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Scot free

Q From Pete Barnes: Exactly whence came the term scot free? Does it, as it sounds, refer to citizens of Scotland? Or am I reading something into that?

A Scot free has no connection with Scotsmen, frugal or otherwise. It’s an accidental connection, just as it is in hopscotch.

Scot is from an Old Norse word that meant a payment or contribution and which is linked to the modern French écot, a share of communal expenses, as in payer son écot, to pay one’s share. It is a close relative of shot, which at one time could have the same meaning of a contribution or a share of expenses.

The expression scot free derives from a medieval municipal tax levied in proportional shares on inhabitants, often for poor relief. This tax was called a scot, as an abbreviation of the full term scot and lot, where scot was the sum to be paid and lot was one’s allotted share. (This tax lasted a long time, in some places such as Westminster down to the electoral reforms of 1832, with only those paying scot and lot being allowed to vote.) So somebody who avoided paying his share of the town’s expenses for some reason got off scot free.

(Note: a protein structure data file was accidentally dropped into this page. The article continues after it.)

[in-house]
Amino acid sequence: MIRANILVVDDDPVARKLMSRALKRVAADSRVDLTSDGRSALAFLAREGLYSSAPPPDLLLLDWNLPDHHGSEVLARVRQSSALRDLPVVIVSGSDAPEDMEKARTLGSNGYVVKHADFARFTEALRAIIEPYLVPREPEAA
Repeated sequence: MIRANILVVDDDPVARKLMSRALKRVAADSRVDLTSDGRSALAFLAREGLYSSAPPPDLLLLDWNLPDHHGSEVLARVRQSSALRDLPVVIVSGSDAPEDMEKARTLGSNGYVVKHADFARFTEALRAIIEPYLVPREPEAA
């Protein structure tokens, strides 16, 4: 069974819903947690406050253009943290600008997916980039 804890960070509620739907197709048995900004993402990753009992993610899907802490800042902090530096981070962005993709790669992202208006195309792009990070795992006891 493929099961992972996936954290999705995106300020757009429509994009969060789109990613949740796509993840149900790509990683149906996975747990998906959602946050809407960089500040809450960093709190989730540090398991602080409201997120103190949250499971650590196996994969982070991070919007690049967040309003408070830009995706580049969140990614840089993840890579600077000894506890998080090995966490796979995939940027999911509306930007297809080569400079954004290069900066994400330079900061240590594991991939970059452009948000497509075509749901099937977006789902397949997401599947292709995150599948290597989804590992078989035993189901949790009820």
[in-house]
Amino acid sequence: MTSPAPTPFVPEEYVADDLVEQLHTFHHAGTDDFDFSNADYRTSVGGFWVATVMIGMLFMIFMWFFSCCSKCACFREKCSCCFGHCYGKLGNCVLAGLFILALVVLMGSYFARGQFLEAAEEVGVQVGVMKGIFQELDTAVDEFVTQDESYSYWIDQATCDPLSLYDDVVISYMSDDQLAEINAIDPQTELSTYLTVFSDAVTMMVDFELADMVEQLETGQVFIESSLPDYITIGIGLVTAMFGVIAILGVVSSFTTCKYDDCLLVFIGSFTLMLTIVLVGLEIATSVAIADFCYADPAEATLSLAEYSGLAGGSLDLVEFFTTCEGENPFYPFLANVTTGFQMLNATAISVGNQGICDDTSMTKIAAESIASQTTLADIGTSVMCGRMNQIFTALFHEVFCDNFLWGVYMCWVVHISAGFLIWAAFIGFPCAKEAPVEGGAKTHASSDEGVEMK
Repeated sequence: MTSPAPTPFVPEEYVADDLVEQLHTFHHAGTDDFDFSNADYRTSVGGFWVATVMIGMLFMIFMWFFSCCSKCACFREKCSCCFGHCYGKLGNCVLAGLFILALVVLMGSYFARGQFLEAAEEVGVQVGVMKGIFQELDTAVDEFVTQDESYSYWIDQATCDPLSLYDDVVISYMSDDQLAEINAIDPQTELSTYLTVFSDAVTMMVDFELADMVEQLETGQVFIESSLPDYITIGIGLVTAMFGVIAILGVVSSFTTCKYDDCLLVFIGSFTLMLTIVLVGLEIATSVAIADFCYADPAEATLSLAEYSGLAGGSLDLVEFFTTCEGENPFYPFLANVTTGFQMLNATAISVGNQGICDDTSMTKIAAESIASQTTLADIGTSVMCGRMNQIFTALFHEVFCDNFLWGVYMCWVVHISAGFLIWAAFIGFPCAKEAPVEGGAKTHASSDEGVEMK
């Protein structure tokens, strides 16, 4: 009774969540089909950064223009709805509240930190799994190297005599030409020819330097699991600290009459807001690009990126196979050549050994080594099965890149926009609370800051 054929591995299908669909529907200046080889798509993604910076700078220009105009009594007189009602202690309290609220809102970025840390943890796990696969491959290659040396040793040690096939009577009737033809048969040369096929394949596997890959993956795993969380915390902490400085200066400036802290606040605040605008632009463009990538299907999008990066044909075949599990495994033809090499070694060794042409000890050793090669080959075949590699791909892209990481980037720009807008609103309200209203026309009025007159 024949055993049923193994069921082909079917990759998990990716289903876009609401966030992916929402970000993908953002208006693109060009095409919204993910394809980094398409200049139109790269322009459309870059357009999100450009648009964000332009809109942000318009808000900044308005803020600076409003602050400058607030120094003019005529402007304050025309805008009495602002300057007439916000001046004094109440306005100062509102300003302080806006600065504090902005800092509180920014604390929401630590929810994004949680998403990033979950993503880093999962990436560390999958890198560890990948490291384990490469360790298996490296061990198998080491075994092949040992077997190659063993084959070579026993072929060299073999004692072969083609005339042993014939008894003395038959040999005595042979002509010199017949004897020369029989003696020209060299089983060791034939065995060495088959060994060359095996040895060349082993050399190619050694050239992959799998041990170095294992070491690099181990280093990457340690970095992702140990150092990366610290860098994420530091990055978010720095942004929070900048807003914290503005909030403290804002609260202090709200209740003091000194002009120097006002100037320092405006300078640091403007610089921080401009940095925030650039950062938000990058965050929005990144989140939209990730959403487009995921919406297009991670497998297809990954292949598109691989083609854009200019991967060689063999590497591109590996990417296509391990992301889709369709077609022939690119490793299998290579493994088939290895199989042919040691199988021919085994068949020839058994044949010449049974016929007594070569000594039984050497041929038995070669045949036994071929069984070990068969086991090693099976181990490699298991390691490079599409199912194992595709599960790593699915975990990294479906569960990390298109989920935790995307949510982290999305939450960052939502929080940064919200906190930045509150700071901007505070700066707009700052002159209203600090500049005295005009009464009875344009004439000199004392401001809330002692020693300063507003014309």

Scot was also used for a payment or reckoning, especially one’s share of the cost of an entertainment; when one settled up, one “paid for one’s scot”. Again, someone who evaded paying their share of the tab got off scot free.

It’s been suggested that this usage may have come from the old habit of noting purchases of drinks and the like by making marks on a slate, or scotching it, but the evidence suggests this is just a popular etymology.

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Copyright © Michael Quinion, 1996–. All rights reserved.
Page created 24 Oct. 1998
Last updated: 2 Dec. 2006

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The English language is forever changing. New words appear; old ones fall out of use or alter their meanings. World Wide Words tries to record at least a part of this shifting wordscape by featuring new words, word histories, words in the news, and the curiosities of native English speech.

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Last modified: 2 December 2006.